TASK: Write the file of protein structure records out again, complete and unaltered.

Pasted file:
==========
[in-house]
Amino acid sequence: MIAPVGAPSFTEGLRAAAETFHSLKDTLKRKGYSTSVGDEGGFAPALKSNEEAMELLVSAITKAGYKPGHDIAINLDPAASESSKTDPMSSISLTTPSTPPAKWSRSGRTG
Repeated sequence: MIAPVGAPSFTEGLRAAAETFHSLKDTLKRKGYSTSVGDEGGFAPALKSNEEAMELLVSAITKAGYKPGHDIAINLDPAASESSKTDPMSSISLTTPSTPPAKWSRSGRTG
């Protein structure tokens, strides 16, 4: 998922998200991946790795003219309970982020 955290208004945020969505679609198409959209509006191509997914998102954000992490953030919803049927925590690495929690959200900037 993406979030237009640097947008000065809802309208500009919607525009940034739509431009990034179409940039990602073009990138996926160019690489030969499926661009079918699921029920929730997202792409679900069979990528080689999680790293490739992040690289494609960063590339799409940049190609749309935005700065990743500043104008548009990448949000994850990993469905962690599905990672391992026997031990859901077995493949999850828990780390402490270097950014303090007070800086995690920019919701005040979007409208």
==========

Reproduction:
[in-house]
Amino acid sequence: MIAPVGAPSFTEGLRAAAETFHSLKDTLKRKGYSTSVGDEGGFAPALKSNEEAMELLVSAITKAGYKPGHDIAINLDPAASESSKTDPMSSISLTTPSTPPAKWSRSGRTG
Repeated sequence: MIAPVGAPSFTEGLRAAAETFHSLKDTLKRKGYSTSVGDEGGFAPALKSNEEAMELLVSAITKAGYKPGHDIAINLDPAASESSKTDPMSSISLTTPSTPPAKWSRSGRTG
């Protein structure tokens, strides 16, 4: 998922998200991946790795003219309970982020 955290208004945020969505679609198409959209509006191509997914998102954000992490953030919803049927925590690495929690959200900037 993406979030237009640097947008000065809802309208500009919607525009940034739509431009990034179409940039990602073009990138996926160019690489030969499926661009079918699921029920929730997202792409679900069979990528080689999680790293490739992040690289494609960063590339799409940049190609749309935005700065990743500043104008548009990448949000994850990993469905962690599905990672391992026997031990859901077995493949999850828990780390402490270097950014303090007070800086995690920019919701005040979007409208």